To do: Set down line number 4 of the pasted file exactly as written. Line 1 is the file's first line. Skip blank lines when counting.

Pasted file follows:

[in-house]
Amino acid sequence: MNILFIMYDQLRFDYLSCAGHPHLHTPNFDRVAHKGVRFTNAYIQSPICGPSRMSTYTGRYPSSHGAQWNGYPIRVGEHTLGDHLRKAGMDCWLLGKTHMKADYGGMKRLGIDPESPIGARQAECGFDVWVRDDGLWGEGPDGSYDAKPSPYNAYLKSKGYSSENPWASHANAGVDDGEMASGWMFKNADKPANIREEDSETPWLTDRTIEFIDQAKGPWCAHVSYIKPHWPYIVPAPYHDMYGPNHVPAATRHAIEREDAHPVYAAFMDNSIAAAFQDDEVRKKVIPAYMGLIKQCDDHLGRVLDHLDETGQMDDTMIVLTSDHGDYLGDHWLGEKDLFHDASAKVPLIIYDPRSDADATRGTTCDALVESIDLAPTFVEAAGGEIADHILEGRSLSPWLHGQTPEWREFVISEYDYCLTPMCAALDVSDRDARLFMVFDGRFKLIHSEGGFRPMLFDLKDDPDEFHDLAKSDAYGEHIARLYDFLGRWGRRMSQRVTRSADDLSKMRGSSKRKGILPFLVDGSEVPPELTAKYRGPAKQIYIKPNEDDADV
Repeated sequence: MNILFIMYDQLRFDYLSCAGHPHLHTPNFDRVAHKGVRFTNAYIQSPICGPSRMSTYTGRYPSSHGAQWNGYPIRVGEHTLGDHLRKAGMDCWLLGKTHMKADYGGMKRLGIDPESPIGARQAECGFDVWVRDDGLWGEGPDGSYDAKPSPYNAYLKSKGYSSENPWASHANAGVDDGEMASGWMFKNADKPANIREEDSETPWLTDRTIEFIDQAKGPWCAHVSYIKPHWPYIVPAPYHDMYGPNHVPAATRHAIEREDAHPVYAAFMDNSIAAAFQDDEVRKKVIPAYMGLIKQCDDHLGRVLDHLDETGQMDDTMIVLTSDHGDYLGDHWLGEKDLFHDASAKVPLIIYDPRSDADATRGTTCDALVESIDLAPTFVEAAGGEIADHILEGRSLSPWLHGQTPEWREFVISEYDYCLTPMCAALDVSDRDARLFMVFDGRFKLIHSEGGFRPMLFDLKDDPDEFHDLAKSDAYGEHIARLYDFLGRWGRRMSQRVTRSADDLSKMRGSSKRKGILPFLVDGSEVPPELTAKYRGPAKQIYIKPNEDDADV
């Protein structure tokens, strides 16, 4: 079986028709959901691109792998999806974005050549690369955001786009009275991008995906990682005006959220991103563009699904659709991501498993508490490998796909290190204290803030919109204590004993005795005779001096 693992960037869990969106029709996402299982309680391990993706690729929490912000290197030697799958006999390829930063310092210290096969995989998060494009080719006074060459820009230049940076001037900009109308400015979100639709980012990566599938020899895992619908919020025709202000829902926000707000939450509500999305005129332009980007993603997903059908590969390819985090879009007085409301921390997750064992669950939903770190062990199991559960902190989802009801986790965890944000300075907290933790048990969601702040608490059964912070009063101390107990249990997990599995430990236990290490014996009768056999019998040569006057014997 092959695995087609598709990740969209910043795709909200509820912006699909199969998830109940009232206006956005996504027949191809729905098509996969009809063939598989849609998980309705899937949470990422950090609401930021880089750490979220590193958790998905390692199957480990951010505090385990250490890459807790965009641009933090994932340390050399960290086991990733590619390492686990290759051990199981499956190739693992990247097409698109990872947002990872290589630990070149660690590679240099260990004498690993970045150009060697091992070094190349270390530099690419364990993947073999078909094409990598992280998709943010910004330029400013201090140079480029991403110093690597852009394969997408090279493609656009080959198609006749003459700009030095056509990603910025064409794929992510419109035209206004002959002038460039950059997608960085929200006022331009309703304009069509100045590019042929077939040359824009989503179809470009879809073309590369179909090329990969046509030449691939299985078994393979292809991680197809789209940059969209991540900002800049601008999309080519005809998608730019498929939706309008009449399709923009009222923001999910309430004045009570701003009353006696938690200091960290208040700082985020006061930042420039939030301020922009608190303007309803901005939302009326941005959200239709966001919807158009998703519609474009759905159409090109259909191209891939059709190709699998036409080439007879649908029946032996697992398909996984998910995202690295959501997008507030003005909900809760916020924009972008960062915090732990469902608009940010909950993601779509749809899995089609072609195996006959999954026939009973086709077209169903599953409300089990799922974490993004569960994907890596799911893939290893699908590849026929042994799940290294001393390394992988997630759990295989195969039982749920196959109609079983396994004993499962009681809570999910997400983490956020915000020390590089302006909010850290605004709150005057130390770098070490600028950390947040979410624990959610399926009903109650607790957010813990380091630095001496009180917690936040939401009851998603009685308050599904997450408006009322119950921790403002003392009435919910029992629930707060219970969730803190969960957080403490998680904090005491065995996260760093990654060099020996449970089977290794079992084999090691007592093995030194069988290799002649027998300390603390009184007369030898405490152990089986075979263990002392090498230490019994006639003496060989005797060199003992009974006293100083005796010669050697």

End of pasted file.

């Protein structure tokens, strides 16, 4: 079986028709959901691109792998999806974005050549690369955001786009009275991008995906990682005006959220991103563009699904659709991501498993508490490998796909290190204290803030919109204590004993005795005779001096 693992960037869990969106029709996402299982309680391990993706690729929490912000290197030697799958006999390829930063310092210290096969995989998060494009080719006074060459820009230049940076001037900009109308400015979100639709980012990566599938020899895992619908919020025709202000829902926000707000939450509500999305005129332009980007993603997903059908590969390819985090879009007085409301921390997750064992669950939903770190062990199991559960902190989802009801986790965890944000300075907290933790048990969601702040608490059964912070009063101390107990249990997990599995430990236990290490014996009768056999019998040569006057014997 092959695995087609598709990740969209910043795709909200509820912006699909199969998830109940009232206006956005996504027949191809729905098509996969009809063939598989849609998980309705899937949470990422950090609401930021880089750490979220590193958790998905390692199957480990951010505090385990250490890459807790965009641009933090994932340390050399960290086991990733590619390492686990290759051990199981499956190739693992990247097409698109990872947002990872290589630990070149660690590679240099260990004498690993970045150009060697091992070094190349270390530099690419364990993947073999078909094409990598992280998709943010910004330029400013201090140079480029991403110093690597852009394969997408090279493609656009080959198609006749003459700009030095056509990603910025064409794929992510419109035209206004002959002038460039950059997608960085929200006022331009309703304009069509100045590019042929077939040359824009989503179809470009879809073309590369179909090329990969046509030449691939299985078994393979292809991680197809789209940059969209991540900002800049601008999309080519005809998608730019498929939706309008009449399709923009009222923001999910309430004045009570701003009353006696938690200091960290208040700082985020006061930042420039939030301020922009608190303007309803901005939302009326941005959200239709966001919807158009998703519609474009759905159409090109259909191209891939059709190709699998036409080439007879649908029946032996697992398909996984998910995202690295959501997008507030003005909900809760916020924009972008960062915090732990469902608009940010909950993601779509749809899995089609072609195996006959999954026939009973086709077209169903599953409300089990799922974490993004569960994907890596799911893939290893699908590849026929042994799940290294001393390394992988997630759990295989195969039982749920196959109609079983396994004993499962009681809570999910997400983490956020915000020390590089302006909010850290605004709150005057130390770098070490600028950390947040979410624990959610399926009903109650607790957010813990380091630095001496009180917690936040939401009851998603009685308050599904997450408006009322119950921790403002003392009435919910029992629930707060219970969730803190969960957080403490998680904090005491065995996260760093990654060099020996449970089977290794079992084999090691007592093995030194069988290799002649027998300390603390009184007369030898405490152990089986075979263990002392090498230490019994006639003496060989005797060199003992009974006293100083005796010669050697």